Charge and Size of Molecules and Complexes in Solution

An Application of Pulsed Field Gradient NMR

  • Credit: Alen Hunjet, freerangestock.comCredit: Alen Hunjet, freerangestock.com
  • Credit: Alen Hunjet, freerangestock.com
  • Fig. 1: Diffusion-ordered (DOSY) NMR spectrum of a solution of arginine, glutamic acid and PDADMAC recorded on a 500 MHz NMR spectrometer using a diffusion NMR probe head.
  • Fig. 2: Electrophoresis NMR spectrum of a solution of arginine and glutamic acid, recorded on 300 MHz NMR spectrometer with microimaging accessory and a special electrophoresis NMR probehead.
  • Fig. 3: Effective charge of poly(styrene sulfonate) in mixtures of water and methanol as a function of the mixing ratio.

The effect of magnetic resonance NMR is based on the interaction of the magnetic moment of nuclei with a strong external magnetic field which usually is established by superconducting magnets. Additional position-dependent magnetic fields, so-called magnetic field gradients, encode the space information or information on translation in the NMR signal. This provides information on the hydrodynamic size of molecules in solution. If in addition an electric field is applied in-situ, information the effective charge of molecules, complexes or aggregates is determined.

The magnetic field is coupled to the nuclear spin thus magnetic moments do not completely align in the external magnetic field they rather precess with a characteristic frequency, the so-called Larmor frequency around the external field. This Larmor frequency specific for each isotope and it is proportional to the external magnetic field which is the basis of the high selectivity of NMR. By irradiation with resonant high-frequency pulses the spins can be excited or selectively manipulated. Different sequences of such radio-frequency pulses define the large variety of different NMR experiments which is used to select or selectively average specific interactions in the NMR spectrum [1].

Structure Determination Based on Local Interactions

NMR provides local information, because of the local nature of the underlying interactions. NMR spectroscopy is thus ideally suited for the characterization of soft matter and disordered materials. It is indispensable for structure determination in solution and is today widely used in chemical industry and in materials research.

Space Encoding and Flow

Through the application of additional magnetic fields which depend on the spatial position, so-called magnetic field gradients spatial information can be encoded in the NMR signal which is the basis of a magnetic resonance tomography (MRT). In the pulsed-field gradient NMR experiment this principle is used to encode the position of molecules at two times. From the comparison of the encoding for the two times motion is measured [2]. Pulsed-field gradient (PFG) NMR is widely used to measure diffusion in liquids.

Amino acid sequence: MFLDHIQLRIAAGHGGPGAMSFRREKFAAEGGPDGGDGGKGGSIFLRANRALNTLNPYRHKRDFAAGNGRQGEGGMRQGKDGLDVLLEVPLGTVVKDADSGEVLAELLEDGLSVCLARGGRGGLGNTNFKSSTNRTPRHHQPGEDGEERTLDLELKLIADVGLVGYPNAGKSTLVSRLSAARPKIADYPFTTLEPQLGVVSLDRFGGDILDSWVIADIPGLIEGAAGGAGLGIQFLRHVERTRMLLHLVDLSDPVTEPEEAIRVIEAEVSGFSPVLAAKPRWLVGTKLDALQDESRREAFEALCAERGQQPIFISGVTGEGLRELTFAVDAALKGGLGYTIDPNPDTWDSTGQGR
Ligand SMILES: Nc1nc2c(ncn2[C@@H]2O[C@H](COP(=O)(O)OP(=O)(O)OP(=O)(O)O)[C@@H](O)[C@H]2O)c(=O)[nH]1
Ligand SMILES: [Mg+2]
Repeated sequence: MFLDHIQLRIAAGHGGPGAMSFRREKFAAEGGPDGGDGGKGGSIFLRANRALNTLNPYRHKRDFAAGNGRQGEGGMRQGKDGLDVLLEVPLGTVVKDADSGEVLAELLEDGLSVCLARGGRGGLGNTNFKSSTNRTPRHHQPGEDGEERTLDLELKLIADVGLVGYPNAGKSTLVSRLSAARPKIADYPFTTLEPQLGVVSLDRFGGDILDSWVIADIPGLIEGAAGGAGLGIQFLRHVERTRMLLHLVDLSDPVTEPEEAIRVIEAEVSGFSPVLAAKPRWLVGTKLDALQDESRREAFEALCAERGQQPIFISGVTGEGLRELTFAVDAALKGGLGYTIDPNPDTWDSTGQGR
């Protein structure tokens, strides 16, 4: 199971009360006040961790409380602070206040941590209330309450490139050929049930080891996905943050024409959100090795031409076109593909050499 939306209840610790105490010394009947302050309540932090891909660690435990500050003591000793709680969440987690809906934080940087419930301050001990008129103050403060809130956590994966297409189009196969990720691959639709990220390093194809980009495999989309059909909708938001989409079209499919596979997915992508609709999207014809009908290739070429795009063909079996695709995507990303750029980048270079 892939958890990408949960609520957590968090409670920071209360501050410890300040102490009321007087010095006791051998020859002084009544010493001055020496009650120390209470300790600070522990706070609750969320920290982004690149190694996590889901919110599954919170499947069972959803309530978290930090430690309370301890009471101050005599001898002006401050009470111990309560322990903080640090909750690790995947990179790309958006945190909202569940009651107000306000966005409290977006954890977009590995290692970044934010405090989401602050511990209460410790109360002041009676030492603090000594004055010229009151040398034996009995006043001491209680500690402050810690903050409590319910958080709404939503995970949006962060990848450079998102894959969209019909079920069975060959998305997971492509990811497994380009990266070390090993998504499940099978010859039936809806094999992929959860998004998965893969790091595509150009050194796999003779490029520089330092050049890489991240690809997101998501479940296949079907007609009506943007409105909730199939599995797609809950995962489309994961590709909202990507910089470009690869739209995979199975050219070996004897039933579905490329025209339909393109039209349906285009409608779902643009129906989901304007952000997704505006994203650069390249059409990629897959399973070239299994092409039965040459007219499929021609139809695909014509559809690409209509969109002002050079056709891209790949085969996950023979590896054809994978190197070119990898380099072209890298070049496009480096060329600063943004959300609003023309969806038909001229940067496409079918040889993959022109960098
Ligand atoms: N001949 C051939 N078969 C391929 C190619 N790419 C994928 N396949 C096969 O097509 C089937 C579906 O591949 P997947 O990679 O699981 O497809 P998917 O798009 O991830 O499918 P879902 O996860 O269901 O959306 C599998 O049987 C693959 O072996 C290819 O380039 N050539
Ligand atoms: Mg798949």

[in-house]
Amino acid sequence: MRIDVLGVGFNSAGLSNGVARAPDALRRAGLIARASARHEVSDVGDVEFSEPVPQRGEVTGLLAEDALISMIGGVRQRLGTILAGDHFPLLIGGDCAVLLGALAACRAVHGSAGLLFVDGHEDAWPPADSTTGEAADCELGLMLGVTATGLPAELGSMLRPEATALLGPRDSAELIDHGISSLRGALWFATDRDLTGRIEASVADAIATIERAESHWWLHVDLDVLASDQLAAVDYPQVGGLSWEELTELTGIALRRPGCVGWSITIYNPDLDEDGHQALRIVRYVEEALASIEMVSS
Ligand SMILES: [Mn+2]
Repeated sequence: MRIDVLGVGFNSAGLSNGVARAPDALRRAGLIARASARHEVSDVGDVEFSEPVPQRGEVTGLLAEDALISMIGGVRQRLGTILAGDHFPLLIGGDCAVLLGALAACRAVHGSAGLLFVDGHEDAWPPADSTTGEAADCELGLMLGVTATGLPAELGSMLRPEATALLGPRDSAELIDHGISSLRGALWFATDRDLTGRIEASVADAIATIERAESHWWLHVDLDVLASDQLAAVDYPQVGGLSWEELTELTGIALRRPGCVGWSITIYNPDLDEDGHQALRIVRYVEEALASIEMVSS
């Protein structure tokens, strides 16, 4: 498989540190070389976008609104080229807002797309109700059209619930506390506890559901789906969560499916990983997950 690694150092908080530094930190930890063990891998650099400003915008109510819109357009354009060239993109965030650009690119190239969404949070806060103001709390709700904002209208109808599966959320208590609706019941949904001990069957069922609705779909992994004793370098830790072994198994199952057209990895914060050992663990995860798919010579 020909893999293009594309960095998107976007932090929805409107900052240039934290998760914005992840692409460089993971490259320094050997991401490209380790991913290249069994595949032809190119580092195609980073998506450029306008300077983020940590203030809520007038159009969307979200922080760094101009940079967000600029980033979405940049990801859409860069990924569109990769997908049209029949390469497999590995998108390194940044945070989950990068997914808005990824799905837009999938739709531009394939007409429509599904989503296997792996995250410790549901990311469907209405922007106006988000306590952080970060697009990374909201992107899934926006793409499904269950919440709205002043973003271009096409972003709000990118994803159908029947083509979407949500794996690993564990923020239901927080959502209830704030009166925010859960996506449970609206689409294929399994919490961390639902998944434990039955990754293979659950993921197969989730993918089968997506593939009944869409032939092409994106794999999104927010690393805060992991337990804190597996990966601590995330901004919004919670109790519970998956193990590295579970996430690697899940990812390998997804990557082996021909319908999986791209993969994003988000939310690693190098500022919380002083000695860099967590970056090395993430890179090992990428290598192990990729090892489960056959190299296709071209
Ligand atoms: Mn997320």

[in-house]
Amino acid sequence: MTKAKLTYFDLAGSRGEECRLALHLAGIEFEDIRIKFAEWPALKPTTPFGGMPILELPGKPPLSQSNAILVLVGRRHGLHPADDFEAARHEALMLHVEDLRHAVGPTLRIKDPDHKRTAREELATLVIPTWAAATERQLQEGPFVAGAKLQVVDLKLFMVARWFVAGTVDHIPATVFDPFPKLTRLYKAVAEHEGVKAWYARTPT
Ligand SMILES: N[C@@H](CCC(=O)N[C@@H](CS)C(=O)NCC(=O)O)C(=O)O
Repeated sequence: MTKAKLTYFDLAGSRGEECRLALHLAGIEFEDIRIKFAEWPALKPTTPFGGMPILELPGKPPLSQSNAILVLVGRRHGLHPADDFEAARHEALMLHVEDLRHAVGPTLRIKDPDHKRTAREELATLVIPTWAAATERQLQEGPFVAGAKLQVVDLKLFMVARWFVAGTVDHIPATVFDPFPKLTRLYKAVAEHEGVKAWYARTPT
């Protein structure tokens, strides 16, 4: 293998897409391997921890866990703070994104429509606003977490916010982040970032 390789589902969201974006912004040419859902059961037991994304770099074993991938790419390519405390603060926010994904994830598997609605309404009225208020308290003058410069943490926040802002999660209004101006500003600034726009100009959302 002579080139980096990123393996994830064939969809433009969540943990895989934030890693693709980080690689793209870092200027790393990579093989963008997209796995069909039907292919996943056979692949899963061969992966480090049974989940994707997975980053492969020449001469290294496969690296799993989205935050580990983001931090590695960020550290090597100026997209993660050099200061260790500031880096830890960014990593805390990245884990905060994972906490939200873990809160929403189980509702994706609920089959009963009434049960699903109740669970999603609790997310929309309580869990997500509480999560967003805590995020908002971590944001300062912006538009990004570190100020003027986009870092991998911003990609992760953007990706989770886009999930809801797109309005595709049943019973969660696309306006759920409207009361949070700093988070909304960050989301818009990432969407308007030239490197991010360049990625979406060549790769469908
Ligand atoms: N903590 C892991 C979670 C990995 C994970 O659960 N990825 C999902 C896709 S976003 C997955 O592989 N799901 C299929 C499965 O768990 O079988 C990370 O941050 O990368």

From the self-diffusion coefficient via the Stokes-Einstein equation the hydrodynamic size is calculated, that is the size of a sphere exhibiting the same hydrodynamic resistance. Using a calibration based on standards of poly(styrene sulfonate) the molar mass of polyelectrolytes is determined from the self-diffusion coefficient. On the other hand the conformation of macromolecules in solution can be influenced by the quality of the solvent by pH, ionic strength or dielectric constant and thus impact the hydrodynamic size. The results compared nicely to those from dynamic light scattering. Dynamic light scattering is better suited for larger objects whereas pulsed-field gradient NMR is well-suited for small molecules which only exhibit a very small scattering intensity. In addition PFG NMR permits the detection of an additional spectral dimension thus the diffusion coefficients can be attributed to different chemical species. Figure 1 shows a so-called diffusion-ordered (DOSY) NMR spectrum of a mixture of glutamic acid and arginine and a long-chain polyelectrolyte. The large diffusion coefficients of the amino acids are well separated from the much smaller diffusion coefficient of the polymer. The same approach can be used to study the formation of complexes and aggregation.

In-situ Application of an Electric Field